This article will be updated as more reactions from our panel of experts come in.
“The health emergency is not yet over, and the economic emergency has only just begun.” With a global pandemic for a backdrop, Chancellor Rishi Sunak has announced a short-term spending review for the year 2021. With a freeze on public sector pay, an economy declining more than it has in 300 years and no mention of Brexit, experts from across the country share their reactions.
Ernestine Gheyoh Ndzi, Senior Lecturer, York Business School, York St John University
Early on in his speech, the chancellor stated that, despite the pandemic, the UK still has one of the lowest unemployment rates in Europe. But this statement is highly misleading as, in the UK, people in precarious and insecure work – such as those on zero-hours contracts – are considered employed. Indeed, these types of contracts can have a hugely devastating impact on people’s lives – yet a ban on them has been ignored by the government.
But the headline statement of the day was the pay freeze for all public sector workers – apart from nurses and doctors in the NHS. The chancellor talked of restraining public sector pay levels to retain consistency with the private sector. Yet compared to the private sector, public sector pay has fallen drastically in the past decades.
Employees in the public sector, especially frontline services, have worked incredibly hard throughout this pandemic. And a pay freeze would likely affect worker morale and performance.
The pay freeze will be interpreted as a lack of recognition and appreciation for the work public sector employees are doing. There is also the risk that this will affect frontline staff’s mental health – which has already been impacted during the pandemic.
The government needs well motivated workers to rebuild the economy that has been hit hard by COVID-19. But this will not be achieved by damaging the morale of workers.
There’s also the fact that the public sector has, for some years, been struggling to recruit and retain staff in areas like the NHS and teaching, and this pay freeze will most likely exacerbate difficulties with recruitment and retention of workers.
In this sense, it seems the government still hasn’t learnt its lesson from the impact of the two-year pay freeze imposed across the public sectors in 2010, that resulted in increased gender inequality and widened the gender pay gap. With the UK economy in its steepest decline for centuries, while a pay freeze may seem like a good solution, it’s likely to create more problems in the long run.
Anupam Nanda, professor of urban economics and real estate, University of Manchester
Infrastructure is key for unlocking economic opportunities and supporting prosperity. Infrastructure investments tend to have very long-term implications for the economy and society. Today’s announcements have put emphasis on using infrastructure spending to support and accelerate economic recovery from the pandemic.
Sunak has tried to address concerns of funding inequality across and within regions with the creation of a £4 billion “Levelling Up Fund”. Local areas can bid directly for support for projects from this fund.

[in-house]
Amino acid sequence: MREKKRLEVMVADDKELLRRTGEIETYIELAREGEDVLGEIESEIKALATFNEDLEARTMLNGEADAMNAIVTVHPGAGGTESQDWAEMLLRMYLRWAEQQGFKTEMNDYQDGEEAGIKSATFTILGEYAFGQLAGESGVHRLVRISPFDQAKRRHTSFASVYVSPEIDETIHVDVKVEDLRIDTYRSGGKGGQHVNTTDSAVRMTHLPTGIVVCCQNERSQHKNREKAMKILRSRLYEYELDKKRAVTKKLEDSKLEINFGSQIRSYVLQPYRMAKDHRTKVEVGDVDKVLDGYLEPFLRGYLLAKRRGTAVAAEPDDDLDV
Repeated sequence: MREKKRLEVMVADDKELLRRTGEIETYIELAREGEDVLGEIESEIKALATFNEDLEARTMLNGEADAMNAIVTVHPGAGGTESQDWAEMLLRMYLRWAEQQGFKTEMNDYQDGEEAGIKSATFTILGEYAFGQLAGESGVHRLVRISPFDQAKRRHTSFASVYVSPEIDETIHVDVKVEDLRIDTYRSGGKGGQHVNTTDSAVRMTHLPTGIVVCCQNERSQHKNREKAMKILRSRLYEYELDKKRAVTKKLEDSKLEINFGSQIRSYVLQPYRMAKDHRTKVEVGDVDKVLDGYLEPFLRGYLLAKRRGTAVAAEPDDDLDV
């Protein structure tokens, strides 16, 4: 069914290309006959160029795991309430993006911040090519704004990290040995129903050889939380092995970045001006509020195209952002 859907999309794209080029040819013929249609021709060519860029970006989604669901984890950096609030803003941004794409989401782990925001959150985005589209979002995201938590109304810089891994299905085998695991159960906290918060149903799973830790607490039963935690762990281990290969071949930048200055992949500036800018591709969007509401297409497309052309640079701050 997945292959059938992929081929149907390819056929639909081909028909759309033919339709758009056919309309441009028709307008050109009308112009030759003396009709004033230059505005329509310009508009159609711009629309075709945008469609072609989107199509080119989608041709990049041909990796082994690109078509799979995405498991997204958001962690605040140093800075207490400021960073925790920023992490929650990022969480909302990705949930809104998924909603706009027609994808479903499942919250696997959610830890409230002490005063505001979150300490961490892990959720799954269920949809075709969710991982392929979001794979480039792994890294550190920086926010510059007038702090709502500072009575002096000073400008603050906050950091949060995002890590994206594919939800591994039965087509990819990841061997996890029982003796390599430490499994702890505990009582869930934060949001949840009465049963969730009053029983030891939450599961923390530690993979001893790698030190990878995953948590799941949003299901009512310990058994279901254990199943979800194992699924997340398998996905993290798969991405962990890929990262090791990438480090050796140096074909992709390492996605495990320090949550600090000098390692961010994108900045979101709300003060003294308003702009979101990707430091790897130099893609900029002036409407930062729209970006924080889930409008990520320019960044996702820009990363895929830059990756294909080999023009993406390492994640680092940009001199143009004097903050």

Using national and regional infrastructure investments to close the regional inequality gap is welcome, as areas such as the north of England continue to suffer heavily from the ongoing pandemic. However, whether this is enough remains to be seen and will depend on how the fund is administered.
The creation of a new infrastructure bank – to be headquartered in the north of England – is good news. This will replace the UK’s involvement with the European Investment Bank and, by encouraging private sector involvement in infrastructure projects, will lead to more streamlined investment.
The spending review also placed emphasis on green and digital infrastructure and renewable energy use. This is very much needed.
Much will depend on the choices and types of specific infrastructure projects, as well as the mixture of national, regional and local investment. The success of these projects will rely on skill development and cooperation across the government departments and agencies involved. It will also demand collaboration across all government levels, down to local authorities.
Listen to Recovery, a series from The Anthill Podcast, to hear more about how the world recovered from crises including the Lisbon earthquake, world wars, the collapse of the Soviet Union and the 2008 financial crisis. Start here with episode one on the recovery after the Black Death.
Anupam Nanda's research has been sponsored by UK and international public and private funding bodies and companies, including UKRI/Innovate UK, the Real Estate Research Institute in the US, UK Foreign and Commonwealth Office, UK Department of Energy and Climate Change, the Investment Property Forum and the Royal Institution of Chartered Surveyors. He is a board member of the European Real Estate Society.
Ernestine Gheyoh Ndzi does not work for, consult, own shares in or receive funding from any company or organisation that would benefit from this article, and has disclosed no relevant affiliations beyond their academic appointment.
Read the full article here.
This content was originally published by The Conversation. Original publishers retain all rights. It appears here for a limited time before automated archiving.By The Conversation